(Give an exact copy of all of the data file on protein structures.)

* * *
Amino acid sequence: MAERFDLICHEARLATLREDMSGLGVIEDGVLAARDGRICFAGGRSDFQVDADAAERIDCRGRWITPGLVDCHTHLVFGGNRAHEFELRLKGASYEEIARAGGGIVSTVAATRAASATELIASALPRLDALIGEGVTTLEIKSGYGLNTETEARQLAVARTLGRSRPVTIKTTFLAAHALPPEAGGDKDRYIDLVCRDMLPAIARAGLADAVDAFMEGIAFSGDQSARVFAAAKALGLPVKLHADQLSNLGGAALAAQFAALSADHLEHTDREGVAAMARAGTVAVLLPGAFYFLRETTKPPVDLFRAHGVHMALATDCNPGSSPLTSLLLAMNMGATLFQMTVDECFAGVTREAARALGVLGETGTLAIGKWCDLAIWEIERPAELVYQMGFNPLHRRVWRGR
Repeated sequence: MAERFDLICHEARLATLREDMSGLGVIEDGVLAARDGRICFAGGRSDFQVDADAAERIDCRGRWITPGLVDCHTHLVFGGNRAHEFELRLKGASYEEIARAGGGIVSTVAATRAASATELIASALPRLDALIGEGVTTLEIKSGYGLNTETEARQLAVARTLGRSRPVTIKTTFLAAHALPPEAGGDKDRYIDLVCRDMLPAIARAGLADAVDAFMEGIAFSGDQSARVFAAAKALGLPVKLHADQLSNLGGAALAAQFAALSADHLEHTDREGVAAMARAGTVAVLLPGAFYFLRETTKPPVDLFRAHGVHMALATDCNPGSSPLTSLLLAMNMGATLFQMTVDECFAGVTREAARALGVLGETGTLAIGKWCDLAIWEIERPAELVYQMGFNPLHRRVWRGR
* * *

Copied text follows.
Amino acid sequence: MAERFDLICHEARLATLREDMSGLGVIEDGVLAARDGRICFAGGRSDFQVDADAAERIDCRGRWITPGLVDCHTHLVFGGNRAHEFELRLKGASYEEIARAGGGIVSTVAATRAASATELIASALPRLDALIGEGVTTLEIKSGYGLNTETEARQLAVARTLGRSRPVTIKTTFLAAHALPPEAGGDKDRYIDLVCRDMLPAIARAGLADAVDAFMEGIAFSGDQSARVFAAAKALGLPVKLHADQLSNLGGAALAAQFAALSADHLEHTDREGVAAMARAGTVAVLLPGAFYFLRETTKPPVDLFRAHGVHMALATDCNPGSSPLTSLLLAMNMGATLFQMTVDECFAGVTREAARALGVLGETGTLAIGKWCDLAIWEIERPAELVYQMGFNPLHRRVWRGR
Repeated sequence: MAERFDLICHEARLATLREDMSGLGVIEDGVLAARDGRICFAGGRSDFQVDADAAERIDCRGRWITPGLVDCHTHLVFGGNRAHEFELRLKGASYEEIARAGGGIVSTVAATRAASATELIASALPRLDALIGEGVTTLEIKSGYGLNTETEARQLAVARTLGRSRPVTIKTTFLAAHALPPEAGGDKDRYIDLVCRDMLPAIARAGLADAVDAFMEGIAFSGDQSARVFAAAKALGLPVKLHADQLSNLGGAALAAQFAALSADHLEHTDREGVAAMARAGTVAVLLPGAFYFLRETTKPPVDLFRAHGVHMALATDCNPGSSPLTSLLLAMNMGATLFQMTVDECFAGVTREAARALGVLGETGTLAIGKWCDLAIWEIERPAELVYQMGFNPLHRRVWRGR